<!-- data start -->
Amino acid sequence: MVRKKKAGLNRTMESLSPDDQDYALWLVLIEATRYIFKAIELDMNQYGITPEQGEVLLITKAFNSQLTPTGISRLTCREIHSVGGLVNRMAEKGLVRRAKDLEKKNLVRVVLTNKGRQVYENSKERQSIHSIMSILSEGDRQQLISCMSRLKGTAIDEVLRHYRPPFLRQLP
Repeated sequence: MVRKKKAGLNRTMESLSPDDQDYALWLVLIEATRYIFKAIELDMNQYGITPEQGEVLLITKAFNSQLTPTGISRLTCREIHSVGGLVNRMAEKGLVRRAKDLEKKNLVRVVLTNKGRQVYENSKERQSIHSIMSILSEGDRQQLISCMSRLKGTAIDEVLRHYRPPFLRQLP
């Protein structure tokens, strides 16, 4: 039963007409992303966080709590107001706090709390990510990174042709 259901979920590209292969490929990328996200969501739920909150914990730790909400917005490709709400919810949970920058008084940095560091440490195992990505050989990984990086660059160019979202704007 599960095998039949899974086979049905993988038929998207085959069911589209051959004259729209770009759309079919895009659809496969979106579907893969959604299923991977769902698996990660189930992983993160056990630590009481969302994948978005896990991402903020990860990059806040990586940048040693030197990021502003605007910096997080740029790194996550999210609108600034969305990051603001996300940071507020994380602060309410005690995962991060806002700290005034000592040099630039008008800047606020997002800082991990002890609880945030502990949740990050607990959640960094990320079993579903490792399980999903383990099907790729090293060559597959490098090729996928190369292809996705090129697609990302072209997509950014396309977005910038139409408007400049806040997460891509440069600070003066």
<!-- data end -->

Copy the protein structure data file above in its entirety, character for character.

Amino acid sequence: MVRKKKAGLNRTMESLSPDDQDYALWLVLIEATRYIFKAIELDMNQYGITPEQGEVLLITKAFNSQLTPTGISRLTCREIHSVGGLVNRMAEKGLVRRAKDLEKKNLVRVVLTNKGRQVYENSKERQSIHSIMSILSEGDRQQLISCMSRLKGTAIDEVLRHYRPPFLRQLP
Repeated sequence: MVRKKKAGLNRTMESLSPDDQDYALWLVLIEATRYIFKAIELDMNQYGITPEQGEVLLITKAFNSQLTPTGISRLTCREIHSVGGLVNRMAEKGLVRRAKDLEKKNLVRVVLTNKGRQVYENSKERQSIHSIMSILSEGDRQQLISCMSRLKGTAIDEVLRHYRPPFLRQLP
């Protein structure tokens, strides 16, 4: 039963007409992303966080709590107001706090709390990510990174042709 259901979920590209292969490929990328996200969501739920909150914990730790909400917005490709709400919810949970920058008084940095560091440490195992990505050989990984990086660059160019979202704007 599960095998039949899974086979049905993988038929998207085959069911589209051959004259729209770009759309079919895009659809496969979106579907893969959604299923991977769902698996990660189930992983993160056990630590009481969302994948978005896990991402903020990860990059806040990586940048040693030197990021502003605007910096997080740029790194996550999210609108600034969305990051603001996300940071507020994380602060309410005690995962991060806002700290005034000592040099630039008008800047606020997002800082991990002890609880945030502990949740990050607990959640960094990320079993579903490792399980999903383990099907790729090293060559597959490098090729996928190369292809996705090129697609990302072209997509950014396309977005910038139409408007400049806040997460891509440069600070003066």